Although point light and spot light have different light effects, setting those lights are pretty much the same, except that in spotlight, some spotlight’s specifications are added: GL_SPOT_DIRECTION, GL_SPOT_EXPONENT, and GL_SPOT_CUTOFF

By default, GL_SPOT_DIRECTION points towards the negative z axis (0,0,-1).

GL_SPOT_EXPONENT ranges from 0 to 128. By default, its value is 0, which means there is no light attenuation as the spotlight spreads toward the side edges of the cone. In other words, the cone of light is evenly distributed. 

GL_SPOT_CUTOFF determines how wide the light cone is. It specifies the angle between the cone’s axis and the cone’s edge. It ranges from 0 to 90 degrees.

Figure 5: Spotlight settings and meaning. Source: [4]

Two-sided light vs. one-sided light: 

Light can be performed for all faces: front-faces (GL_FRONT) or back faces (GL_BACK). To disable this two-sided light, use GL_FALSE instead of GL_TRUE in the following function: 

glLightModeli(GL_LIGHT_MODEL_TWO_SIDE, GL_TRUE);

Local viewpoint vs. infinite viewpoint:

By default, the viewpoint is infinite; the direction between light source and any vertex in the scene is constant. In contrast, for the local viewpoint, direction from the light source to each vertex is taken into account. As a result, the local viewpoint seems to be more realistic. The following function sets the local viewpoint at (0,0,0). To choose an infinite viewpoint, use the GL_FALSE.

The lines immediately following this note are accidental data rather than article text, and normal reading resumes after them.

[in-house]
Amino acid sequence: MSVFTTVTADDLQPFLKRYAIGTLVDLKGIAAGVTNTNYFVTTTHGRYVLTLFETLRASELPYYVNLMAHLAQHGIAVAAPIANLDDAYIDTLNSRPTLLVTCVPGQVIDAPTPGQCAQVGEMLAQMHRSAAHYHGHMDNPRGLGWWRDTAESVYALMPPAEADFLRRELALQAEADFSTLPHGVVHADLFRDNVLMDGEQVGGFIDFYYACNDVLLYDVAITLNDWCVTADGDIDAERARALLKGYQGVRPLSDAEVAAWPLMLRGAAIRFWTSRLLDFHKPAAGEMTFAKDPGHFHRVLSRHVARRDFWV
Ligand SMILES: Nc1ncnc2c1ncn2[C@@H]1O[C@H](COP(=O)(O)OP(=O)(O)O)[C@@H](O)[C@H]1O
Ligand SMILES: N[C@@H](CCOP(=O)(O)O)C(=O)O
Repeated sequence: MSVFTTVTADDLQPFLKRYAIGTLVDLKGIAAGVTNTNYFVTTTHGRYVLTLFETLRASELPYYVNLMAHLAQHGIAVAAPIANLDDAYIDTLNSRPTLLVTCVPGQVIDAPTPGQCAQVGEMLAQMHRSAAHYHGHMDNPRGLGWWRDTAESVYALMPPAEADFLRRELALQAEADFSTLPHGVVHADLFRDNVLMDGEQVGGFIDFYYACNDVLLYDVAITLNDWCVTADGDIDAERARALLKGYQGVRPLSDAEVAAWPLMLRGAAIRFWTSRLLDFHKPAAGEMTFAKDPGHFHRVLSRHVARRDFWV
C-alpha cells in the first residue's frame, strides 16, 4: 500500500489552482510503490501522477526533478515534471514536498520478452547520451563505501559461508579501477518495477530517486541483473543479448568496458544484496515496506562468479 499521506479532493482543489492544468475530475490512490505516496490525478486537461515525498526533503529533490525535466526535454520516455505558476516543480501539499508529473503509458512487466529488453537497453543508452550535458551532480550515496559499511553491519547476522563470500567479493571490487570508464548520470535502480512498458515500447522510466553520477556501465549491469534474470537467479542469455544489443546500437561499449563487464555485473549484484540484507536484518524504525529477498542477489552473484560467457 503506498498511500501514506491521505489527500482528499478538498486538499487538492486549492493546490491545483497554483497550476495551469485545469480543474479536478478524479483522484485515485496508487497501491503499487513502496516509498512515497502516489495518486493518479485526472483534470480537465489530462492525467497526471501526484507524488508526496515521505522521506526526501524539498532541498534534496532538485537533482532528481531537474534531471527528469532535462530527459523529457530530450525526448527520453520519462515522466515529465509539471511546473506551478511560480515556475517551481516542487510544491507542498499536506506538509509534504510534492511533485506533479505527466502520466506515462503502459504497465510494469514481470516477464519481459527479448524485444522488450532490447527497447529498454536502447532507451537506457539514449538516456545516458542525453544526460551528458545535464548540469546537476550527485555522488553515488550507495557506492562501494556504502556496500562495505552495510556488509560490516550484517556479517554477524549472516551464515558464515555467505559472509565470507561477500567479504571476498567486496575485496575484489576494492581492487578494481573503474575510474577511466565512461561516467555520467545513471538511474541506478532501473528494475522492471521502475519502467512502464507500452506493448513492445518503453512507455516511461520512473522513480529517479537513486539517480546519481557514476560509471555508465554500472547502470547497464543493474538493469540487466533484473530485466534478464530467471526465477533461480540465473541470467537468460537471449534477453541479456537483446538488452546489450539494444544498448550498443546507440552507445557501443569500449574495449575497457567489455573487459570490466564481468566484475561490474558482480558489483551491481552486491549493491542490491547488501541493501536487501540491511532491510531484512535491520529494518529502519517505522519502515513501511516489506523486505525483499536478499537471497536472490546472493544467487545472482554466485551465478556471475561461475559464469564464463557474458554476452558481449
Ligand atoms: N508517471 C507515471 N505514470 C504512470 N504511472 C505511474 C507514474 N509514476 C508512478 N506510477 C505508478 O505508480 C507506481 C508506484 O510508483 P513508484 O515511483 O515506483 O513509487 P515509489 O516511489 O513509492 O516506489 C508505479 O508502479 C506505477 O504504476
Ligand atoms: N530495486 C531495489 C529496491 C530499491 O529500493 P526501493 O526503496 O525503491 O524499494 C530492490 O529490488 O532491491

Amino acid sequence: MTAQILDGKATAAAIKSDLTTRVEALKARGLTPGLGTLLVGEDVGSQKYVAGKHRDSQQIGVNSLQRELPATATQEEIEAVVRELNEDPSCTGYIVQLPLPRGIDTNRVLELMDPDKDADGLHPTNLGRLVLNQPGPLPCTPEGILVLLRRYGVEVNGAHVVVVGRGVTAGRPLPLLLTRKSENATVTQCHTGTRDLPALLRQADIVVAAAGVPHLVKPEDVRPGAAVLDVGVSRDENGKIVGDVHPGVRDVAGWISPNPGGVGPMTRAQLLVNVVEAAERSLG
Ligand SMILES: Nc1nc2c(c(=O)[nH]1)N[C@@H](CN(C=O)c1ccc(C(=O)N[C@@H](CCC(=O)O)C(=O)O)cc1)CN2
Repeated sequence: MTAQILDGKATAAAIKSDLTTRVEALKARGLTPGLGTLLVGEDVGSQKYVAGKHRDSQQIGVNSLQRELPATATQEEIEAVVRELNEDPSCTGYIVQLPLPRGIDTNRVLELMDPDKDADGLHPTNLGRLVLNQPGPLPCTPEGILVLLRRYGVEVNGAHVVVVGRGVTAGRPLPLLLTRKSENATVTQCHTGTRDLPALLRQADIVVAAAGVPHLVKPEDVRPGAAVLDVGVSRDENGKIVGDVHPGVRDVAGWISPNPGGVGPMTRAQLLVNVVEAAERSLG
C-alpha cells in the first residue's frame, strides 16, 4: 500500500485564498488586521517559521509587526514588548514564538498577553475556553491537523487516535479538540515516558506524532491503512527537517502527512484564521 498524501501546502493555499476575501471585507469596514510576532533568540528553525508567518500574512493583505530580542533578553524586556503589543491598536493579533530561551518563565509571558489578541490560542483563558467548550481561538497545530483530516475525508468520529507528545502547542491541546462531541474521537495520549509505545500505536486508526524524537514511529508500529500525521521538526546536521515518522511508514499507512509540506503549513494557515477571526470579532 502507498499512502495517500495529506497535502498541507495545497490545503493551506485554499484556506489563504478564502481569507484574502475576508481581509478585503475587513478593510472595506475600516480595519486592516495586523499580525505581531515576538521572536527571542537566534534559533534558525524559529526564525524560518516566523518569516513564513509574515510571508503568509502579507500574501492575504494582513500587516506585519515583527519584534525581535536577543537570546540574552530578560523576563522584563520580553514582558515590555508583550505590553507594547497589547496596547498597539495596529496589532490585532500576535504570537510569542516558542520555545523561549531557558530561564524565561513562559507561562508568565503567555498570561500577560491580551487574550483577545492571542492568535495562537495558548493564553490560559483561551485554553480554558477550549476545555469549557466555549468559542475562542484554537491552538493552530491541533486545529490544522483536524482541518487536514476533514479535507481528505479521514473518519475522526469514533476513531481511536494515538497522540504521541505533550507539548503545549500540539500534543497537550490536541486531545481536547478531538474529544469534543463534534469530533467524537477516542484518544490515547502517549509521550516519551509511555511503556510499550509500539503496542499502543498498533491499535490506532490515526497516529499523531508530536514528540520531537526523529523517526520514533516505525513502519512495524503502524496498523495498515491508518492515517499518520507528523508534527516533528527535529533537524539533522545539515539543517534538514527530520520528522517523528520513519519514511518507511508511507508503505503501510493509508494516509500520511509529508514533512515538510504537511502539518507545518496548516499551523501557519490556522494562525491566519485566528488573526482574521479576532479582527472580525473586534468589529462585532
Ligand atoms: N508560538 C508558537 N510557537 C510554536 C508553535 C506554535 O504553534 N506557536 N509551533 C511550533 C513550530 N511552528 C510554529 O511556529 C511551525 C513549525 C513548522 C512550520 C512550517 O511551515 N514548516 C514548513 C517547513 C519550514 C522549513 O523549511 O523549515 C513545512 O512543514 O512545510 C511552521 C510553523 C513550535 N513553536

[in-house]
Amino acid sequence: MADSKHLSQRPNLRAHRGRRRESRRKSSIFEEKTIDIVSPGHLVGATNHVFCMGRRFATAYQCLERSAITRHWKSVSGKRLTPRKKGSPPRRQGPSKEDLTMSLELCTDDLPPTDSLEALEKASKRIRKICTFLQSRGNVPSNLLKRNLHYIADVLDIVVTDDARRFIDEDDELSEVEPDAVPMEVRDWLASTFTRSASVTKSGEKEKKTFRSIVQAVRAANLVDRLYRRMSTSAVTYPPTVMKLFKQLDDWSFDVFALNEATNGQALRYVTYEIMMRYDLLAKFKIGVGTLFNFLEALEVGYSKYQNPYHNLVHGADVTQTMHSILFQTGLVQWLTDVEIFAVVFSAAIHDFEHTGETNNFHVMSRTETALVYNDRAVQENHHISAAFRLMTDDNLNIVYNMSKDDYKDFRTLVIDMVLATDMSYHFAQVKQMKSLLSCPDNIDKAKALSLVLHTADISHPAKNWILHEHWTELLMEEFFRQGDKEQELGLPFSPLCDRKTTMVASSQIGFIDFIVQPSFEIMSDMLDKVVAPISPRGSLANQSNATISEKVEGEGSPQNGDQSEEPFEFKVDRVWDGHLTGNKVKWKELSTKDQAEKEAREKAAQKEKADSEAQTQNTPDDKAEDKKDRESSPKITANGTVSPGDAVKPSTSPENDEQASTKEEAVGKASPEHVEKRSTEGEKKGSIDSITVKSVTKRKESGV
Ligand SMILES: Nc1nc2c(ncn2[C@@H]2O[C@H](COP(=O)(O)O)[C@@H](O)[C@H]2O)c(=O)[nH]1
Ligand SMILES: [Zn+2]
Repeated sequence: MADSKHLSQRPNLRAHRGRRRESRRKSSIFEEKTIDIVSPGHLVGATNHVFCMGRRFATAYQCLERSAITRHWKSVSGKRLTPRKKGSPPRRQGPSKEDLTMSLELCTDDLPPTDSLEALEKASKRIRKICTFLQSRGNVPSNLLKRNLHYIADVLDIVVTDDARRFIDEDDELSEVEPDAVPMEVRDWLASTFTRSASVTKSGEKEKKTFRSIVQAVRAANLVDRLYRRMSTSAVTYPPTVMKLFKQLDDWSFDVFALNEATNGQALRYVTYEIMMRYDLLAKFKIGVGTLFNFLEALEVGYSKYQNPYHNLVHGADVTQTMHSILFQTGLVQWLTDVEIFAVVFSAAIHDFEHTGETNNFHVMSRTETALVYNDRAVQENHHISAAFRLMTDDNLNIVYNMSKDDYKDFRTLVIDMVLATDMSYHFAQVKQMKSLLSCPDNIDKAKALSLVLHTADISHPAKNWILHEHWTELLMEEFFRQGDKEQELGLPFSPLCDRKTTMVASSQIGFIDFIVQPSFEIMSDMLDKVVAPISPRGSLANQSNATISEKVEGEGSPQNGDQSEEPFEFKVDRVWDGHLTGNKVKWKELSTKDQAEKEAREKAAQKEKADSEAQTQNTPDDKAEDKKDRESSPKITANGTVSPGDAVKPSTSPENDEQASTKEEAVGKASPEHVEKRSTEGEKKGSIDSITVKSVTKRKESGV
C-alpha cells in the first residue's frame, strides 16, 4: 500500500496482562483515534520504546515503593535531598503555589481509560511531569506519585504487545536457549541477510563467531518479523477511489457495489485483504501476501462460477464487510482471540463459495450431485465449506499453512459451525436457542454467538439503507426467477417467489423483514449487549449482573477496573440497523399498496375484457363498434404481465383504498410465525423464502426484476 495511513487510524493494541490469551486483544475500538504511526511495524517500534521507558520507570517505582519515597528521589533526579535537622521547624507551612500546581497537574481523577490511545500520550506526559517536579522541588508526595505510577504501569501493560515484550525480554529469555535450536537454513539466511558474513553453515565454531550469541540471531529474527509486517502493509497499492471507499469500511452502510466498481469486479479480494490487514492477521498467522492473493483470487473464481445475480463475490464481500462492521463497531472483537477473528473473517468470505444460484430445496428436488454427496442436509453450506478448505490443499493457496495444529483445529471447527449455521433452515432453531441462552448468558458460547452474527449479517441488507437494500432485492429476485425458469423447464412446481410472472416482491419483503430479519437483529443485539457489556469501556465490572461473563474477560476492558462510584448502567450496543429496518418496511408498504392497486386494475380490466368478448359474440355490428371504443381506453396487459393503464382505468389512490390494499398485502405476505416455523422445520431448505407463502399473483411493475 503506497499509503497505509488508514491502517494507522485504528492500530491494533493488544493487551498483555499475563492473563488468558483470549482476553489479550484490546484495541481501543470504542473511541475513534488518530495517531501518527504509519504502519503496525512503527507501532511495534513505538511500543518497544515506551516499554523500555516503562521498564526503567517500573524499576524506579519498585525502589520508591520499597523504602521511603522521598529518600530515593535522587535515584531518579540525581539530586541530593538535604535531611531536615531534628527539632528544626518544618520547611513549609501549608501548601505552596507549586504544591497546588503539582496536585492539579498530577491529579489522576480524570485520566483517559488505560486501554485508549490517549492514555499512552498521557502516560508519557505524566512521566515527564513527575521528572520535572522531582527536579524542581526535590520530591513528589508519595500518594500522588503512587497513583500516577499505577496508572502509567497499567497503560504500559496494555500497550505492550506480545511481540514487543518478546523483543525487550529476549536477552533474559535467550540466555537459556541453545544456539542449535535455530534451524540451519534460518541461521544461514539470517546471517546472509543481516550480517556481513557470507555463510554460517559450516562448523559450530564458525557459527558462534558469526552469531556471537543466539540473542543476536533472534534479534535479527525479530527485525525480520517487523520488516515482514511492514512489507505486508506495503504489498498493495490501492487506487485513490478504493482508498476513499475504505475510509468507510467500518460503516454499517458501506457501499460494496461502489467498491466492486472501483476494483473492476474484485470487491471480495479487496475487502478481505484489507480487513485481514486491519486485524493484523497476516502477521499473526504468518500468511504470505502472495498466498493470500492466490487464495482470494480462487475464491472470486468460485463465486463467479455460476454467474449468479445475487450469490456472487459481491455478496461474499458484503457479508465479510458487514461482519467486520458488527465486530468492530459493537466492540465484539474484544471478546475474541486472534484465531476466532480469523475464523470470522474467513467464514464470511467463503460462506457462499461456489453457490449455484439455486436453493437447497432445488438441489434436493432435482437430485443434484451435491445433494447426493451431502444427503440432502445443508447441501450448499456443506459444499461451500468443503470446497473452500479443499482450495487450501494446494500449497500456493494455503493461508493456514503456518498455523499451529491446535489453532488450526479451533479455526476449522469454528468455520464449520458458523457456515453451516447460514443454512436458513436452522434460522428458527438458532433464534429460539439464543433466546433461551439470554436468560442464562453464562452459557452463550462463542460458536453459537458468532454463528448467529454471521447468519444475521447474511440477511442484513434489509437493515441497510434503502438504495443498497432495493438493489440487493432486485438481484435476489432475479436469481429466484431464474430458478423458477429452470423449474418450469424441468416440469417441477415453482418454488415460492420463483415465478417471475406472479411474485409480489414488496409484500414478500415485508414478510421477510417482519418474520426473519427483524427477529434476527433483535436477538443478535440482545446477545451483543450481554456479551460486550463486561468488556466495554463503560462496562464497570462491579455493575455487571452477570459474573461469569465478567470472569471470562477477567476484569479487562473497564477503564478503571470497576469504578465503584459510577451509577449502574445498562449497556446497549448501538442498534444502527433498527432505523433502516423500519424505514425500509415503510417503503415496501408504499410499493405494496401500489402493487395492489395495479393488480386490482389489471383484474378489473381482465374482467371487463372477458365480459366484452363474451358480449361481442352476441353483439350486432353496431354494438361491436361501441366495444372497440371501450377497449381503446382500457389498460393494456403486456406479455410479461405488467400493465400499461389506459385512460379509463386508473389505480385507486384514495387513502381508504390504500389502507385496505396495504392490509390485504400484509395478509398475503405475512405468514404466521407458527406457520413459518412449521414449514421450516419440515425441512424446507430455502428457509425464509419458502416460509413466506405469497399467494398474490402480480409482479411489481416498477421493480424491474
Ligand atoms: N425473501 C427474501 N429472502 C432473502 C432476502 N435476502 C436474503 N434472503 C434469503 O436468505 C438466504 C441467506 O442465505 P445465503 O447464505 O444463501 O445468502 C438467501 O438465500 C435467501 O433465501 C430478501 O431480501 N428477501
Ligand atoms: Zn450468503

glLightModeli(GL_LIGHT_MODEL_LOCAL_VIEWER, GL_TRUE);

Static lights vs. perspective lights vs. dynamic lights

Static lights will never move. To set static light, light is positioned after setting the camera (after the call to gluLookAt() and before performing matrix transformation. 

Perspective light, in contrast, will relatively fix with the camera position. For example, headlights are perspective lights when a passenger is sitting in the car and the car is moving. The headlight in this case will relatively fix relative to the passengers’ eyes. To have a perspective light effect, Light should be defined after setting the modelview matrix to identity matrix and before calling gluLookAt(). 

For dynamic light, the light will move as the object moves. Light transformation in this case is done after the object transformation. Push and pop matrices are also used in this case. A useful example that I find is shown below (figure 6).

Figure 6: Example of dynamic light setting for Mr. Roboto. Source: https://gdbooks.gitbooks.io/legacyopengl/content/Chapter5/move_and_rotate.html[6]

Conclusion:

We have discussed some basic background of lights: light sources, light models in OpenGL, and light interactions. Hopefully, this could benefit learners when implementing multiple lights in a program. Proper light setting brings “soul” to the scene and object. Through clever light usage, lights bring valuable meanings and engage viewers into the scene. 

Reference 

[1] Jérôme Jouvie. Tutorial8-1: Light [Part I]. [Online]. Available: https://www.just.edu.jo/~yaser/courses/cs480/Tutorials/OpenGl%20-%20Tutorial8-1%20Light%20Part%20I.htm. Accessed Oct 13th, 2021.

[2] cgkit. Materials: How to change the visual appearance of your objects. [Online]. Available: http://cgkit.sourceforge.net/tutorials/materials.html. Accessed Oct 13th, 2021.

[3] openGL_tutorial. Tutorial 10: Transparency. [Online]. Available: http://www.opengl-tutorial.org/intermediate-tutorials/tutorial-10-transparency/. Accessed Oct 13th, 2021.

[4]LegacyOpenGL. Spotlights. [Online]. Available: https://gdbooks.gitbooks.io/legacyopengl/content/Chapter5/light_spotlight.html. Accessed Oct 13th, 2021.

[5] LegacyOpenGL. Moving and rotating. [Online]. Available: https://gdbooks.gitbooks.io/legacyopengl/content/Chapter5/move_and_rotate.html. Accessed Oct 13th, 2021.